Three different kinds of problems in the world: the simple, the complicated, and the complex.
You want people to make sure to get the stupid stuff right. Yet you also want to leave room for craft and judgment and the ability to respond to unexpected difficulties that arise along the way.
“A building is like a body,” he said. It has a skin. It has a skeleton. It has a vascular system—the plumbing. It has a breathing system—the ventilation. It has a nervous system—the wiring. All together, he explained, projects today involve some sixteen different trades.
The major advance in the science of construction over the last few decades has been the perfection of tracking and communication.
Under conditions of true complexity—where the knowledge required exceeds that of any individual and unpredictability reigns—efforts to dictate every step from the center will fail. People need room to act and adapt. Yet they cannot succeed as isolated individuals, either—that is anarchy. Instead, they require a seemingly contradictory mix of freedom and expectation—expectation to coordinate, for example, and also to measure progress toward common goals.
“When I would walk backstage, if I saw a brown M&M in that bowl,” he wrote, “well, we’d line-check the entire production. Guaranteed you’re going to arrive at a technical error.… Guaranteed you’d run into a problem.” These weren’t trifles, the radio story pointed out. The mistakes could be life-threatening. In Colorado, the band found the local promoters had failed to read the weight requirements and the staging would have fallen through the arena floor. “David Lee Roth had a checklist!” I yelled at the radio.
Surgery has, essentially, four big killers wherever it is done in the world: infection, bleeding, unsafe anesthesia, and what can only be called the unexpected.
“That’s not my problem” is possibly the worst thing people can think, whether they are starting an operation, taxiing an airplane full of passengers down a runway, or building a thousand-foot-tall skyscraper.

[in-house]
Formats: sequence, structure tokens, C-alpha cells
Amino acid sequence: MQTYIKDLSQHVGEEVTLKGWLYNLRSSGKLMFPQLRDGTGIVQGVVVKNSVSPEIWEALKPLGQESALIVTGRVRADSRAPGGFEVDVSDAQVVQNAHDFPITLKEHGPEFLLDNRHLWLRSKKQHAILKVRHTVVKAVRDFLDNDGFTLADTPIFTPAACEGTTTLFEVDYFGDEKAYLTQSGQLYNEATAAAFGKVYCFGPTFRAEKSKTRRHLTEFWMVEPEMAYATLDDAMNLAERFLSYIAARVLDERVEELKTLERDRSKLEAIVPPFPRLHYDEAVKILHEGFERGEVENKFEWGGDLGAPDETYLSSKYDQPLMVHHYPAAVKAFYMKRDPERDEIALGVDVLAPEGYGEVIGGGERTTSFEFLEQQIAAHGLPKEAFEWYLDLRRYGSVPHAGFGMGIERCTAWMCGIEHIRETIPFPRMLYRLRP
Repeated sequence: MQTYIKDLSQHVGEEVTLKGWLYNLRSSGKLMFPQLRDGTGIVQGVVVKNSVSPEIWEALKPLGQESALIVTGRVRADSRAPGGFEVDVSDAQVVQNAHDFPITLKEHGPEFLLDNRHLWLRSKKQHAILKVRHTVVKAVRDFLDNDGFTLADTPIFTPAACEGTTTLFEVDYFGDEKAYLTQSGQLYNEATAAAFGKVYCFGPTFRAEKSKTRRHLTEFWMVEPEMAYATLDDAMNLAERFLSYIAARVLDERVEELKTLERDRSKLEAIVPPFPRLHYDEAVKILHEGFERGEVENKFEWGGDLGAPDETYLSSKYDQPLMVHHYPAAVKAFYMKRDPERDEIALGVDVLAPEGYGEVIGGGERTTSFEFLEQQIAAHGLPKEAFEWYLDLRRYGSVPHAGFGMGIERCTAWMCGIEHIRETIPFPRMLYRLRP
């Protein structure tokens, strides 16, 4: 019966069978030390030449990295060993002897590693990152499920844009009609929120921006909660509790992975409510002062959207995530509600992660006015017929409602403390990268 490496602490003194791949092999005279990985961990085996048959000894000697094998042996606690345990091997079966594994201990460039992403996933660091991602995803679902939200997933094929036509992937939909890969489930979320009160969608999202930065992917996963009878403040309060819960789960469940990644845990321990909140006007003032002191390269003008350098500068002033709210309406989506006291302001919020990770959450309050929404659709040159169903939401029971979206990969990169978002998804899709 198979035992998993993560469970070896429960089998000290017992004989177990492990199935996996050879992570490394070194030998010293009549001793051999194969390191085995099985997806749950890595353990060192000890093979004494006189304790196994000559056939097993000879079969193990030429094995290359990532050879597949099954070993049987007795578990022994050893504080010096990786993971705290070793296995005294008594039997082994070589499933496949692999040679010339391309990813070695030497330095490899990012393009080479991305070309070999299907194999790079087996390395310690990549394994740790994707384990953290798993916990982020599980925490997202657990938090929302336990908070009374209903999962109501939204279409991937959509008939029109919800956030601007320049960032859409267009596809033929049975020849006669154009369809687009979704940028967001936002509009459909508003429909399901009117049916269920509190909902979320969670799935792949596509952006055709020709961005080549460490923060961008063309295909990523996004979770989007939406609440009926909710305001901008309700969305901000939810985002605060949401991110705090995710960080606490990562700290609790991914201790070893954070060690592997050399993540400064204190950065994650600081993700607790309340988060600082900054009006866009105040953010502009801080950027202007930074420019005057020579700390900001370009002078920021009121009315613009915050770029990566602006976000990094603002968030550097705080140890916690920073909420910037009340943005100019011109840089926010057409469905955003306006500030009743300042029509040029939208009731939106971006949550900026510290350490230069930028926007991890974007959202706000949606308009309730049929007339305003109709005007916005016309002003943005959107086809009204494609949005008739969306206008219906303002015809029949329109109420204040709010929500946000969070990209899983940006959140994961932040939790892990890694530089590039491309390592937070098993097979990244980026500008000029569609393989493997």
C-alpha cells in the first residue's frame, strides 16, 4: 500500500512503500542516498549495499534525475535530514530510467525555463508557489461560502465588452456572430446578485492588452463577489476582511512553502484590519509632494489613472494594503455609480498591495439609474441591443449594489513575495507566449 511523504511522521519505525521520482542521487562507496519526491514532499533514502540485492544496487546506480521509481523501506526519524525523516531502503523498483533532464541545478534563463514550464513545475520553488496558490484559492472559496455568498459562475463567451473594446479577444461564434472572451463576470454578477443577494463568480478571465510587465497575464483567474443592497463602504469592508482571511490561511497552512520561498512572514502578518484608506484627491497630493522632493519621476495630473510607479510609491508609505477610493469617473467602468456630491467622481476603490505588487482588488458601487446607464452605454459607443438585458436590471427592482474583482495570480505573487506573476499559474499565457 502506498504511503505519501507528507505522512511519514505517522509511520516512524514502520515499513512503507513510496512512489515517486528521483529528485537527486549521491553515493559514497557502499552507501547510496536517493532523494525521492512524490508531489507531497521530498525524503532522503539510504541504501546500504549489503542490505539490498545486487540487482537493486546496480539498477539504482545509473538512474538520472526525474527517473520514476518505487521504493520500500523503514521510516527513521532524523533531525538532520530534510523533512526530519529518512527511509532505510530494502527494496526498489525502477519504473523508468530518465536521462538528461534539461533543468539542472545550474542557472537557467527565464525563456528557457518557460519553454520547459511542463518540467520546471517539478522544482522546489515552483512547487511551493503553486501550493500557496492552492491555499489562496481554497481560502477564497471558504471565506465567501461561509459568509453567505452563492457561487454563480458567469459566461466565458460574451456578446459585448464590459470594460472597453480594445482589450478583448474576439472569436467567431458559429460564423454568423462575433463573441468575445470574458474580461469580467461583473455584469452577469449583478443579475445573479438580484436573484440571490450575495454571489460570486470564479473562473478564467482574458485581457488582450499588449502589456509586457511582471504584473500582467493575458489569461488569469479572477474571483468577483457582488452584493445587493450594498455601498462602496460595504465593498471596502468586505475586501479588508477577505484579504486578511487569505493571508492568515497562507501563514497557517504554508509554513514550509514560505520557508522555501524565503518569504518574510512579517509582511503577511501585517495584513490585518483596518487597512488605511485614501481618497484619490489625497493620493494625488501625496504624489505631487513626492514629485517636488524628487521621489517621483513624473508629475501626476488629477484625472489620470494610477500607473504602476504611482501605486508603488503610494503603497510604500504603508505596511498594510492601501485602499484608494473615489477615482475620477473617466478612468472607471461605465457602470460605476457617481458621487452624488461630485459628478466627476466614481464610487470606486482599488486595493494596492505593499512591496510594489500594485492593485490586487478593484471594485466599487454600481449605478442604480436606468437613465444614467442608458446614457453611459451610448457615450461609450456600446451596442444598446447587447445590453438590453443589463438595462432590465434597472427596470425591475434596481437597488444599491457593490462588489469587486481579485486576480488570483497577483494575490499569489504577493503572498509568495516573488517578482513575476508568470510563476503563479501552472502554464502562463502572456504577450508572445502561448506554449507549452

There are good checklists and bad, Boorman explained. Bad checklists are vague and imprecise. They are too long; they are hard to use; they are impractical.
The checklist cannot be lengthy. A rule of thumb some use is to keep it to between five and nine items, which is the limit of working memory.
We adopted mainly a DO-CONFIRM rather than a READ-DO format, to give people greater flexibility in performing their tasks while nonetheless having them stop at key points to confirm that critical steps have not been overlooked.
In aviation, there is a reason the “pilot not flying” starts the checklist, someone pointed out. The “pilot flying” can be distracted by flight tasks and liable to skip a checklist. Moreover, dispersing the responsibility sends the message that everyone—not just the captain—is responsible for the overall well-being of the flight and should have the power to question the process.
An inherent tension exists between brevity and effectiveness. Cut too much and you won’t have enough checks to improve care. Leave too much in and the list becomes too long to use.
Surgery is risky and dangerous wherever it is done.
We have an opportunity before us, not just in medicine but in virtually any endeavor. Even the most expert among us can gain from searching out the patterns of mistakes and failures and putting a few checks in place.
Just ticking boxes is not the ultimate goal here. Embracing a culture of teamwork and discipline is.